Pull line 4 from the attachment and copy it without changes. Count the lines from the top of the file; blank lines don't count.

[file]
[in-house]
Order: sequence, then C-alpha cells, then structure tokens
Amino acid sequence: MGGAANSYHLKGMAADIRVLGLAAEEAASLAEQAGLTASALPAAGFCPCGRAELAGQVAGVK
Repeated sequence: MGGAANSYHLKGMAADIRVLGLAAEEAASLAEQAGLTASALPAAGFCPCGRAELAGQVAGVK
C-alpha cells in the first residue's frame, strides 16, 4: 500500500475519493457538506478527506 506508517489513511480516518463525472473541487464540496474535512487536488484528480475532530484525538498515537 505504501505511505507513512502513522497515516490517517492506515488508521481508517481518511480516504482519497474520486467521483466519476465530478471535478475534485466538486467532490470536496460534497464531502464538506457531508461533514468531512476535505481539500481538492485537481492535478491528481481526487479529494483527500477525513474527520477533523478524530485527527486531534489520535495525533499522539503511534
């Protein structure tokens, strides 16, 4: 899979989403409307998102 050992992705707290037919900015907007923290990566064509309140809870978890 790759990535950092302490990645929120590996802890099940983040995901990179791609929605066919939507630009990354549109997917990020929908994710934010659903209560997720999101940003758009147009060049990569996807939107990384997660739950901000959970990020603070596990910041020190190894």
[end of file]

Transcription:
Repeated sequence: MGGAANSYHLKGMAADIRVLGLAAEEAASLAEQAGLTASALPAAGFCPCGRAELAGQVAGVK